Along with the initials KGB, the word Spetsnaz ranks as one of the best-known Soviet terms to come out of the Cold War. Movies and novels portrayed Spetsnaz as highly trained, bloodthirsty killers who knew no bounds and ended up getting wiped out before the screen faded to black or the final page turned.

Truth sometimes imitated art, especially in the Soviet era, but beneath stigma and rumor laid a core of the best trained men the Soviet Union, now the Russian Federation, could produce.

Spetsnaz, or Special Purpose Units, is a broad term that encompasses elite units in both military and police forces.

Once a closely guarded secret, the beginning of Spetsnaz came after the Second World War. The GRU (Main Intelligence Directorate of the Armed Forces) underwent a reorganization in which independent special purpose reconnaissance companies were formed in 1949. These grew to battalions in 1957 and then to brigades averaging between 1,000 to 1,300 men in 1962.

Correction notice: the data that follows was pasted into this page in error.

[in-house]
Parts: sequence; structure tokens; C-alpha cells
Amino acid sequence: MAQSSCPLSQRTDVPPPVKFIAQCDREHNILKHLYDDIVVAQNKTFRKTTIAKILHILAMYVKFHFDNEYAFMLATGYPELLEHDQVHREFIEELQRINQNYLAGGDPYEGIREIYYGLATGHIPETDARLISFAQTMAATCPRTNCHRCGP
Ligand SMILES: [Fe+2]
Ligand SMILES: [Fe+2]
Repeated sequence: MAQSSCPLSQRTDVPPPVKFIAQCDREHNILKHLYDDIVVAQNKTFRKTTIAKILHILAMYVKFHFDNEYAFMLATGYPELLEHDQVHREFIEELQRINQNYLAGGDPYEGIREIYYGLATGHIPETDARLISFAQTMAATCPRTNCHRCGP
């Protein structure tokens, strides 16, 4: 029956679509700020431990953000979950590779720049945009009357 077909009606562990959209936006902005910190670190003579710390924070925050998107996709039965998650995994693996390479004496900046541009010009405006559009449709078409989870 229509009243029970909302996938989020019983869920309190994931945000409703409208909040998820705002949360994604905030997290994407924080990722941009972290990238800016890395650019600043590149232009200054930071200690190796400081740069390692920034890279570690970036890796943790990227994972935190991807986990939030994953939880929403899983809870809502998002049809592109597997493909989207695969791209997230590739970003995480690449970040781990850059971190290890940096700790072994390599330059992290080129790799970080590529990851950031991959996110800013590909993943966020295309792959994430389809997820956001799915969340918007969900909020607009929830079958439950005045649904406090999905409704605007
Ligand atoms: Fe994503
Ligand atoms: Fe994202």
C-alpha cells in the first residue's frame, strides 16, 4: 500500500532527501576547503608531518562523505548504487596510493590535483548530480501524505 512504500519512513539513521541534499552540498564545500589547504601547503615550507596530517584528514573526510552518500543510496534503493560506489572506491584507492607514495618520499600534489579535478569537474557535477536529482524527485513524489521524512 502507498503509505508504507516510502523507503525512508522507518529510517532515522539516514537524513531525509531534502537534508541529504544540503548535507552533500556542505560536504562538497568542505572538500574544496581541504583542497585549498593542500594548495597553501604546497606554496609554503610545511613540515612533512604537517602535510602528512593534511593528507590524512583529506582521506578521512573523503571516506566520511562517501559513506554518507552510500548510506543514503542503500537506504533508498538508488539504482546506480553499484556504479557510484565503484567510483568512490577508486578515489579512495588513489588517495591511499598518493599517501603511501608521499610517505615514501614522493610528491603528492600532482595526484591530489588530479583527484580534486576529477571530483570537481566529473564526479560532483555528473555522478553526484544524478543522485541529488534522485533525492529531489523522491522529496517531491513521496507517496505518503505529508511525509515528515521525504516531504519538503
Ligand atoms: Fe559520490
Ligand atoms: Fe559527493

There were two separate Spetsnaz-type brigades created for general warfare, Army and Naval.

An Army-based element consisted of a headquarters group, four parachute battalions, a communications company and logistics personnel. Their primary assignments were to carry out deep penetration missions hundreds of miles behind enemy lines against high value targets, such as American mobile tactical nuclear missiles based in Western Europe during the Cold War. Secondary missions included raids, prisoner snatches, sabotage, assassinations and guerilla warfare.

Naval Spetsnaz, which trained for maritime warfare, consisted of a headquarters group, three battalions of combat swimmers, and a parachute battalion. Midget submarines were also assigned to the brigade.

In typical Special Forces fashion, both Army and Navy were designed to operate in small detachments of about but not limited to eight men, with a much larger force capable of coming together on short notice.